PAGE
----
5. Steven Harris

    Be strong. Hardest part is to admit to yourself and then to others that you are struggling. which you have done. So well done you. I suffer in similar ways at times. CBT has helped me to an extent – it is quite good for anxiety-based issues as it enables me to listen to a more rational voice inside my head when the irrational ones are threatening to run amock. If you do manage to get yourself a support team like the one you describe, ask them if they have UK counterparts 😉 x

  6. Oh Jane. I’m so glad you shared your burden with us. We are here for you.

  7. I sure wish I could get you that support. I’m so glad to hear that people are pulling through for you when it gets to be too much. I wish you didn’t have to go through that.

    I know there are many bloggers with anxiety disorder, the funniest of whom is The Bloggess. Maybe searching through the stories of other amazing, compassionate, smart, and loving moms who share your biochemistry would help?

    Wishing you all the best.

  8. Sending you a virtual hug across the blogosphere. I have suffered at different times from depression, and I can completely relate. I finally had to take some medicine and it helped me get back to a new type of normal. Thinking of you!

  9. “Woman having panic attack! Woman having panic attack!” My husband was yelling this through a crowded Philadelphia street as he pulled me to a place I felt safe. One woman tried to comfort me: “I’ve been there; it will be okay.” I wanted to say thank you, but I was having a panic attack, so all I could do was look her way like a deer caught in the headlights.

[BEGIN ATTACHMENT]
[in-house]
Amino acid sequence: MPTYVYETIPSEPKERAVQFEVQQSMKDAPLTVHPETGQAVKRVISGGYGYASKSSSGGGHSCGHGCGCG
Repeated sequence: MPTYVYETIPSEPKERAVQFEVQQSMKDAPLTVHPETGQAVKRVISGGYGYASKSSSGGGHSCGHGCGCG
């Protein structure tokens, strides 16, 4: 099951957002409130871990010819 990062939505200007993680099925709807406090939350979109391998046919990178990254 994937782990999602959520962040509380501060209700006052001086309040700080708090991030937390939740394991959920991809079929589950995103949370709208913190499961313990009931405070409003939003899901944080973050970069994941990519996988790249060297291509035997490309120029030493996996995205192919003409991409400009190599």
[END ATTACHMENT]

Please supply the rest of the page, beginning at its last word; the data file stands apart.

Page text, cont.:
My anxiety and panic attacks are often, but not always, tied to my thyroid disease. When my thyroid is out of whack, so am I.

    I feel for you. I hope you find some relief and some peace. You are very brave for sharing.

  10. Jane thank you for sharing with us. Life is not easy by any means.You have taken courage to face yourself so that you can move forward to make needed adjustments to continue your everyday life forward cycles. I have a 24/7 theme. I don’t take them for granted. It is really a priceless family when no one is left behind even when they need help. May you take challenges one day at a time. Keeping hope alive that you are blessed with another day to start over to make small steps toward that days accomplishment. Take care!!!

  11. I’m late…but I’m here. I”m sorry you are struggling with this. I can’t imagine so I won’t pretend I can. But it sounds terrible and difficult and scary. So I send you cyber hugs…the only kind I can. Just know there’s a whole lot of people that care.

  12. I’m so sorry you are experiencing this kind of pain. I can’t imagine because I have never experienced a panic attack like you are describing but I do know in times of dispair telling myself, “this too shall pass.” Is helpful. Something about the words soothes my troubled hearts. Sending good thoughts.

  13. How’s your weekend going?

  14. Sending positive thoughts and vibes your way.

  15. I suffer with bad panic attacks too, and at times it can be torture, and the worst thing about it is that other people don’t take me very seriously. I can so relate to the light sleeping. It’s awful isn’t it?

  16. Checking in again. Hoping things are improving. We’re getting more sun now…does that help? I don’t know.

  17. Very sorry to hear about your struggles and sending you good vibes.

    I’ve just finished reading a book called Let’s Pretend This Never Happened: A Mostly True Memoir by Jenny Lawson who has a section on her similar struggles. It’s interesting, insightful and FUNNY…as long as you don’t mind quite a bit of swearing 🙂